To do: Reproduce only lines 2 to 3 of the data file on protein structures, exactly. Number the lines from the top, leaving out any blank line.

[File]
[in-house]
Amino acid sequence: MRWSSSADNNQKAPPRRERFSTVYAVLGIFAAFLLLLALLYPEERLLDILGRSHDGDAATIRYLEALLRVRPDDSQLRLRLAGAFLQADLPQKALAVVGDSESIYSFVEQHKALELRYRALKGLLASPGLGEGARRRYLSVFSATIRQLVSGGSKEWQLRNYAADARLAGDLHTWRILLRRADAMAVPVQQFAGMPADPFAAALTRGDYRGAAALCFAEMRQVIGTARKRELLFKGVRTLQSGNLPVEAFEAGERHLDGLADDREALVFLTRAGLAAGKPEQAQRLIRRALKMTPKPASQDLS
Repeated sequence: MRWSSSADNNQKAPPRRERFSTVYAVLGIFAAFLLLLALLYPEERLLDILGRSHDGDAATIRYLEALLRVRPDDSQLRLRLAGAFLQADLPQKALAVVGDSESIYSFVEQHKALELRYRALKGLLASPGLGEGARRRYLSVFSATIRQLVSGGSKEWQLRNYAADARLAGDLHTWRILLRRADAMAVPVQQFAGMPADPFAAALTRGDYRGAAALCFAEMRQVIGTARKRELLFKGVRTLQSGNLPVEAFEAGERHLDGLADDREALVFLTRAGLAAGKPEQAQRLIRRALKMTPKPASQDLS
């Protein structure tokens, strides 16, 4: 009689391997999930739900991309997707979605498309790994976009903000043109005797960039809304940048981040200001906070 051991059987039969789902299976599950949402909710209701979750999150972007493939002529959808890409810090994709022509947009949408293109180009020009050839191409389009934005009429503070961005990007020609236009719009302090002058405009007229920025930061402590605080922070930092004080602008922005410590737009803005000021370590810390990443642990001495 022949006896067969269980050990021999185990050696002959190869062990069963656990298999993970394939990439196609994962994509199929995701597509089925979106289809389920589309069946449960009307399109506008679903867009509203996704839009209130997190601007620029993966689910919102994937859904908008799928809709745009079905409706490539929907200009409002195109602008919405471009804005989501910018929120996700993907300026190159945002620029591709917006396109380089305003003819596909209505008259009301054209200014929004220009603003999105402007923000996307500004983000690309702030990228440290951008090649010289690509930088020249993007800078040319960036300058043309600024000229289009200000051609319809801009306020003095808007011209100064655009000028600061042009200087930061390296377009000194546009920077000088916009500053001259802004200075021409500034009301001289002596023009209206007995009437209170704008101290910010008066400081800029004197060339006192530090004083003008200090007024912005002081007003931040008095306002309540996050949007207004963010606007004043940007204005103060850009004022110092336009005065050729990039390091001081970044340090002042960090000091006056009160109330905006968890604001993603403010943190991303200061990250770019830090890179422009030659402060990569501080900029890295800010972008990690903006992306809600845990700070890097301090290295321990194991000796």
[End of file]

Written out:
Amino acid sequence: MRWSSSADNNQKAPPRRERFSTVYAVLGIFAAFLLLLALLYPEERLLDILGRSHDGDAATIRYLEALLRVRPDDSQLRLRLAGAFLQADLPQKALAVVGDSESIYSFVEQHKALELRYRALKGLLASPGLGEGARRRYLSVFSATIRQLVSGGSKEWQLRNYAADARLAGDLHTWRILLRRADAMAVPVQQFAGMPADPFAAALTRGDYRGAAALCFAEMRQVIGTARKRELLFKGVRTLQSGNLPVEAFEAGERHLDGLADDREALVFLTRAGLAAGKPEQAQRLIRRALKMTPKPASQDLS
Repeated sequence: MRWSSSADNNQKAPPRRERFSTVYAVLGIFAAFLLLLALLYPEERLLDILGRSHDGDAATIRYLEALLRVRPDDSQLRLRLAGAFLQADLPQKALAVVGDSESIYSFVEQHKALELRYRALKGLLASPGLGEGARRRYLSVFSATIRQLVSGGSKEWQLRNYAADARLAGDLHTWRILLRRADAMAVPVQQFAGMPADPFAAALTRGDYRGAAALCFAEMRQVIGTARKRELLFKGVRTLQSGNLPVEAFEAGERHLDGLADDREALVFLTRAGLAAGKPEQAQRLIRRALKMTPKPASQDLS